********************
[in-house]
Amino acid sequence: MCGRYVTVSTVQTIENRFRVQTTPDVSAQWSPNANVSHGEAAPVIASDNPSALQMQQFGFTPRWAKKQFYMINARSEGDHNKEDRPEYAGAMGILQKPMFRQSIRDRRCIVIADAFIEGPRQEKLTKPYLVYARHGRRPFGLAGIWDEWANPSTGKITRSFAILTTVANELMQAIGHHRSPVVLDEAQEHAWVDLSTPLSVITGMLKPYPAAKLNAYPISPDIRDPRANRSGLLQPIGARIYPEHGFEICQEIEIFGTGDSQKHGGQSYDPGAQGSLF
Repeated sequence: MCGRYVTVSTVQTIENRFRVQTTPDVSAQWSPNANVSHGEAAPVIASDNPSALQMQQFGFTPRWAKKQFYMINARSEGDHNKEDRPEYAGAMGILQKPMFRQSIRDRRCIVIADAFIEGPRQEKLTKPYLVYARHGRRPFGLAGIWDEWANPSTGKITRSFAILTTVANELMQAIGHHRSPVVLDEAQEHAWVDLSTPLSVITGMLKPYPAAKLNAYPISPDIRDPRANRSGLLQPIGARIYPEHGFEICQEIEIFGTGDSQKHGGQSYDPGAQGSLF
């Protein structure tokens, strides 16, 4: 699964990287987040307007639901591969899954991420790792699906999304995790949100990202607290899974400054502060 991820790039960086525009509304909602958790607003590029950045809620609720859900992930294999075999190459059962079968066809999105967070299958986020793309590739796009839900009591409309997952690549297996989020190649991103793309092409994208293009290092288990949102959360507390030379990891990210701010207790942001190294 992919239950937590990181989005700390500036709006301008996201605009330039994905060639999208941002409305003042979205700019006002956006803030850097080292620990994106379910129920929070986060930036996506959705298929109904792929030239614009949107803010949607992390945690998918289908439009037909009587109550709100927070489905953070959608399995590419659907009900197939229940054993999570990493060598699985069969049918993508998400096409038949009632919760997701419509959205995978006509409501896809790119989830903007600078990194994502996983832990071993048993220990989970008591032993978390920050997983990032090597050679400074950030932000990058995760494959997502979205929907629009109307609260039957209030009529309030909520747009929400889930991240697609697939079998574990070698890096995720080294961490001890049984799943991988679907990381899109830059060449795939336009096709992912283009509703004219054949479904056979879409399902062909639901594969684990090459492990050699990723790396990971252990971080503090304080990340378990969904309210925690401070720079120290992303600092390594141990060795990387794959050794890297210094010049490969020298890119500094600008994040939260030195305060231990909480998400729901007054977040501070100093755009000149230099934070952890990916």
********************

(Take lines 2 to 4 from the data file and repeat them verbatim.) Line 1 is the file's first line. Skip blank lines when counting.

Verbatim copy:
Amino acid sequence: MCGRYVTVSTVQTIENRFRVQTTPDVSAQWSPNANVSHGEAAPVIASDNPSALQMQQFGFTPRWAKKQFYMINARSEGDHNKEDRPEYAGAMGILQKPMFRQSIRDRRCIVIADAFIEGPRQEKLTKPYLVYARHGRRPFGLAGIWDEWANPSTGKITRSFAILTTVANELMQAIGHHRSPVVLDEAQEHAWVDLSTPLSVITGMLKPYPAAKLNAYPISPDIRDPRANRSGLLQPIGARIYPEHGFEICQEIEIFGTGDSQKHGGQSYDPGAQGSLF
Repeated sequence: MCGRYVTVSTVQTIENRFRVQTTPDVSAQWSPNANVSHGEAAPVIASDNPSALQMQQFGFTPRWAKKQFYMINARSEGDHNKEDRPEYAGAMGILQKPMFRQSIRDRRCIVIADAFIEGPRQEKLTKPYLVYARHGRRPFGLAGIWDEWANPSTGKITRSFAILTTVANELMQAIGHHRSPVVLDEAQEHAWVDLSTPLSVITGMLKPYPAAKLNAYPISPDIRDPRANRSGLLQPIGARIYPEHGFEICQEIEIFGTGDSQKHGGQSYDPGAQGSLF
């Protein structure tokens, strides 16, 4: 699964990287987040307007639901591969899954991420790792699906999304995790949100990202607290899974400054502060 991820790039960086525009509304909602958790607003590029950045809620609720859900992930294999075999190459059962079968066809999105967070299958986020793309590739796009839900009591409309997952690549297996989020190649991103793309092409994208293009290092288990949102959360507390030379990891990210701010207790942001190294 992919239950937590990181989005700390500036709006301008996201605009330039994905060639999208941002409305003042979205700019006002956006803030850097080292620990994106379910129920929070986060930036996506959705298929109904792929030239614009949107803010949607992390945690998918289908439009037909009587109550709100927070489905953070959608399995590419659907009900197939229940054993999570990493060598699985069969049918993508998400096409038949009632919760997701419509959205995978006509409501896809790119989830903007600078990194994502996983832990071993048993220990989970008591032993978390920050997983990032090597050679400074950030932000990058995760494959997502979205929907629009109307609260039957209030009529309030909520747009929400889930991240697609697939079998574990070698890096995720080294961490001890049984799943991988679907990381899109830059060449795939336009096709992912283009509703004219054949479904056979879409399902062909639901594969684990090459492990050699990723790396990971252990971080503090304080990340378990969904309210925690401070720079120290992303600092390594141990060795990387794959050794890297210094010049490969020298890119500094600008994040939260030195305060231990909480998400729901007054977040501070100093755009000149230099934070952890990916």